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On the factory floor, an entire world of IoT applications is possible

Even though it’s called the Internet of Things, you do not have to use the Internet to get the advantages.

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As computers grow more advanced, we use them in more applications, install them on more devices, and link them together. For IoT usage in food and beverage industry, there are key points to keep in mind, according to John Carnevale, market manager for food and beverage at Rittal.

Because nearly every machine or device is capable of connecting to each other with a chip or sensor, IoT makes it possible to gather data from virtually every part of a plant, office or retail setting. “Companies can employ data both reactively and proactively,” says Carnevale. In addition, FDA now requires at least two years’ worth of data from food and beverage companies under FSMA.

Many processors use IoT for collecting the data FDA and FSMA require and stop there. However, there is far more potential. “Imagine if a company could keep track, in real-time, of operations, from the farm, in transport to the factory, on the plant floor, in transport to retail establishments, on retail shelves, and who ultimately purchases the finished product,” says Carnevale. “Farmers have the capability of providing data on growing conditions, crop yields, harvesting time, holding time and labor required. Transport trucks could be tracked real time to ensure quick delivery, proper shipping conditions such as temperature and humidity levels, road safety and many other conditions.”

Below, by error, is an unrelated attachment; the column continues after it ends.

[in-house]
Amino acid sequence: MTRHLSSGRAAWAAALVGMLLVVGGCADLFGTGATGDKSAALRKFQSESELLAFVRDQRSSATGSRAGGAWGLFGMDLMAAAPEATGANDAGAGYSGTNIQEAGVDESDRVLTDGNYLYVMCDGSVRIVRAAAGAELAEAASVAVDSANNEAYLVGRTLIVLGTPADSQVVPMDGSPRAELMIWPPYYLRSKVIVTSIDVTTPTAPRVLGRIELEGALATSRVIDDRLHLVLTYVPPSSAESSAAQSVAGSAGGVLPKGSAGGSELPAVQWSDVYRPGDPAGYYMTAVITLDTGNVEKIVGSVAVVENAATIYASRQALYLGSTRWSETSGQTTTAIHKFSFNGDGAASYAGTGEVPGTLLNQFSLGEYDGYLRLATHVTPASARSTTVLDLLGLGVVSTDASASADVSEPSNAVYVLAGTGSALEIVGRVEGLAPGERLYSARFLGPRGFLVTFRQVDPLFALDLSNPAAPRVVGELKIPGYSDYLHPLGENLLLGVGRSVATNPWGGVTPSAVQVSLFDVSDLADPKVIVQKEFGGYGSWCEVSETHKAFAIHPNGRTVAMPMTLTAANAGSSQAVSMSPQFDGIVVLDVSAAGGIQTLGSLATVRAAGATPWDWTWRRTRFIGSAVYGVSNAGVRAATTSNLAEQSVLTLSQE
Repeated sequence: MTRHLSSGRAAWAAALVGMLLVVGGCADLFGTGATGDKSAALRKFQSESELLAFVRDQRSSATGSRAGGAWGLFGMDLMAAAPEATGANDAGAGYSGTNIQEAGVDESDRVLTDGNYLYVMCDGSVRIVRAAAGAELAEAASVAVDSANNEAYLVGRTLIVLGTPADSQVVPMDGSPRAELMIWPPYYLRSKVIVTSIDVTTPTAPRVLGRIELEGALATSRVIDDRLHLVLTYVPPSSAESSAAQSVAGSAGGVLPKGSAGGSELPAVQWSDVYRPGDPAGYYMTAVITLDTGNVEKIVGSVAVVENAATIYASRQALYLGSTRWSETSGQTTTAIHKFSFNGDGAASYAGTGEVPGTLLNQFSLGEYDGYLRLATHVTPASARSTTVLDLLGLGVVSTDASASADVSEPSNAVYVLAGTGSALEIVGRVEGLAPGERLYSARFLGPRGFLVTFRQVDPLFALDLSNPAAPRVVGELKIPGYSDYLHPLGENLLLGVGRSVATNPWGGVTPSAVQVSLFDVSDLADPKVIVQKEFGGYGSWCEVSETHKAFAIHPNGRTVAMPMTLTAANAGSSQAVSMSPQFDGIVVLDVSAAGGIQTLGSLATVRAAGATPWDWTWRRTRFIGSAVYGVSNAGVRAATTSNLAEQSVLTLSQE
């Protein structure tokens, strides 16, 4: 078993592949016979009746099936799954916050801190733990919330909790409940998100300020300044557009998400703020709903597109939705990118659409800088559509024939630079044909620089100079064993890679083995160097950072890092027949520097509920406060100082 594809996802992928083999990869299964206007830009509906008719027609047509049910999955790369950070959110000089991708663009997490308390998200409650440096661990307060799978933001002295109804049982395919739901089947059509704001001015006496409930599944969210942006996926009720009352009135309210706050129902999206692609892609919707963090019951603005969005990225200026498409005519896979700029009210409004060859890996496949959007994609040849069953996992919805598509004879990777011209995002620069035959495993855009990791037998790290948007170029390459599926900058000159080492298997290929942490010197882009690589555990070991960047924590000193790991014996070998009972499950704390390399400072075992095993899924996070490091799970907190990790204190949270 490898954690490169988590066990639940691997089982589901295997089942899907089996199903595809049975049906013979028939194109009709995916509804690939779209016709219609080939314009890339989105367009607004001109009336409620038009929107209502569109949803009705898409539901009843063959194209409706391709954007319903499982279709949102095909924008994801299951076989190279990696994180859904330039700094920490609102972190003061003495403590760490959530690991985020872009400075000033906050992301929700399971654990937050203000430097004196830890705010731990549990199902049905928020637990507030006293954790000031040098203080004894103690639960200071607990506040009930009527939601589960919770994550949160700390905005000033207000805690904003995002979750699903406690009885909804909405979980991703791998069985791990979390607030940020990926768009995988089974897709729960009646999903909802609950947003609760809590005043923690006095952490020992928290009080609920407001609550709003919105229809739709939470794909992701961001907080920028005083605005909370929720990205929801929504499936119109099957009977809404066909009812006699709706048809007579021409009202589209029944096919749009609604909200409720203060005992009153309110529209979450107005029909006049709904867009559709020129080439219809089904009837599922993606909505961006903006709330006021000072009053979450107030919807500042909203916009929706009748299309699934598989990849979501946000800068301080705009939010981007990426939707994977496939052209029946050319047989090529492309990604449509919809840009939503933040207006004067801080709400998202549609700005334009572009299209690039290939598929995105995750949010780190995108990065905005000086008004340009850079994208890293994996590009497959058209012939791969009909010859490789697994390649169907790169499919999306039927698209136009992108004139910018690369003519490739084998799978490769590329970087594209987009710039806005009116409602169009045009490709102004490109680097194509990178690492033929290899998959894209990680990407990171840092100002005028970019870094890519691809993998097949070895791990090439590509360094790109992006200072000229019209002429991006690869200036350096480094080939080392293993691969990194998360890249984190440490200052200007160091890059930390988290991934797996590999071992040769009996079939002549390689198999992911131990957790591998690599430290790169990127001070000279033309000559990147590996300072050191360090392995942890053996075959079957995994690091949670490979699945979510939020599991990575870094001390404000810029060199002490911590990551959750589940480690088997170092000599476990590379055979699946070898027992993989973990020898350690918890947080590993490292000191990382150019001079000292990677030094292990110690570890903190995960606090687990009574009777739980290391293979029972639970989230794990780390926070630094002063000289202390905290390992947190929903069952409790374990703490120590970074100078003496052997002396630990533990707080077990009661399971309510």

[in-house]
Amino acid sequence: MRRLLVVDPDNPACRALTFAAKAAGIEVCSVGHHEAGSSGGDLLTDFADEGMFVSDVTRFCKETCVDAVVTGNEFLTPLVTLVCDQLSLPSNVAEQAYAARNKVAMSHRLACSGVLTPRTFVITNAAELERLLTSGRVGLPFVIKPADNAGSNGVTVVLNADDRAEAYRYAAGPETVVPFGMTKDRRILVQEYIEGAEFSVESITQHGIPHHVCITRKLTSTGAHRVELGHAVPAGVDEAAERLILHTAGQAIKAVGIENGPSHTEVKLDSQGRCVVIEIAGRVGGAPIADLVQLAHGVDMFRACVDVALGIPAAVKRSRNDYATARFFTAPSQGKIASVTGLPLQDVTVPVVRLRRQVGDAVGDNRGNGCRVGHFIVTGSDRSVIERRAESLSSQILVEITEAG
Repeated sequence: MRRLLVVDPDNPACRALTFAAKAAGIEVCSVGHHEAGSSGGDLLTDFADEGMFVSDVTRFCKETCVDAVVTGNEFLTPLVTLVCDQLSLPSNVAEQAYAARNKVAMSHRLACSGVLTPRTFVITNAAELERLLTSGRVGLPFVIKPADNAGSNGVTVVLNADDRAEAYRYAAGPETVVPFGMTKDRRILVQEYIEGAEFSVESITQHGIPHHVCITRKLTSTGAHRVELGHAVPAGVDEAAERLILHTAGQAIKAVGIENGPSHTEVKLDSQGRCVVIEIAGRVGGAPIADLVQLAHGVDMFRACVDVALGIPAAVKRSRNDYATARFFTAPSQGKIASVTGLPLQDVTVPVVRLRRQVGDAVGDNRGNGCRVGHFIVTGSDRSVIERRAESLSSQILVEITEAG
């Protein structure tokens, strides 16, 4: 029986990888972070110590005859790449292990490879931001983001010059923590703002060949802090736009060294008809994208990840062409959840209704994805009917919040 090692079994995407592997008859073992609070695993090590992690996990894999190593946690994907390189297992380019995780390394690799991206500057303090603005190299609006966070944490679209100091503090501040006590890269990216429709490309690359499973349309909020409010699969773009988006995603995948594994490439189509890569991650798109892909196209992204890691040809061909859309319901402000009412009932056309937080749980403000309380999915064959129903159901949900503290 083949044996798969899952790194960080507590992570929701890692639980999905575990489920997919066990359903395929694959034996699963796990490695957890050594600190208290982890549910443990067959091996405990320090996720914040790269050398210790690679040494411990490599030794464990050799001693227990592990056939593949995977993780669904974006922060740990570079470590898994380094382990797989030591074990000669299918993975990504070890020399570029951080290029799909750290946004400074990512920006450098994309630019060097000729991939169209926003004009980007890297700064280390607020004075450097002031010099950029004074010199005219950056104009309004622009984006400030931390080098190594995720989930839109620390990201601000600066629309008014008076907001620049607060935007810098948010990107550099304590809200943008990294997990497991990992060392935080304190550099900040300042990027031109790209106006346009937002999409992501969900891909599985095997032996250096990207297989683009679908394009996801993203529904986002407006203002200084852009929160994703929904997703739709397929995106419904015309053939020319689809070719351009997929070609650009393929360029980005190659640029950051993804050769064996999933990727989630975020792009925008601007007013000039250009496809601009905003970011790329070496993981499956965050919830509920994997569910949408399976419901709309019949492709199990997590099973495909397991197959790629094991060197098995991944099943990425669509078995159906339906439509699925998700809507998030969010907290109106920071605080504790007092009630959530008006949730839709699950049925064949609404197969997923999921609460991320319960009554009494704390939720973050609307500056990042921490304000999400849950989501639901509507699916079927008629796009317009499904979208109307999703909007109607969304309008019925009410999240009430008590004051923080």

On the factory floor, an entire world of applications for IoT is possible. It allows companies to know how long a product spent in warehousing, preparation, cooking or other processing, in machinery, packaging, quality control etc. “Every part of your company’s process, every single room, machine and worker could constantly update data on what they are doing and how they are doing it,” he states.

All that data may seem like a good thing, but it can also be overwhelming. Carnevale thinks food companies should start small. Data focused on efficiency and productivity is often a good starting point. “Consider, for example, tracking worker movements via simple transmitters in safety helmets," he says. “That way, not only can you ensure workers wear safety helmets, you can see where work bottlenecks are and how to resolve them.”

Another example is knowing the uptime and downtime of vital equipment. “Building upward, you can start collecting data from all ovens if you are a baker, instead of just a larger, heavily used one, and from more mixers, proofing boxes or rooms, and other parts of your operation.”

Eventually, your company could be so well-versed with IoT that you could have almost every part of your in-house operation providing useful data as you need it. Then you can start branching out to the other areas of the food industry mentioned above, such as farmers, shipping companie, and retail establishments, Carnevale says.

The data your company collects through sensors, machines, computers and other connected devices is likely to be highly sensitive. As soon as you get or connect a new device, make sure to change the default password to something you can remember, but that is hard for others to guess. Change passwords often, and make sure all software and firmware on every device is up-to-date.

Even though it is called the “Internet” of Things, you do not necessarily have to use the Internet. Using a local intranet for may be a wise choice.

Keep in mind that there is nothing quite like a pair of human eyes and ears to keep tabs on your operations, Carnevale adds. Manual checks and balances of both people and equipment are still vital. Things like fault-tree analyses and risk assessments still matter. Training workers to understand and use new sensors, computers and devices is essential.

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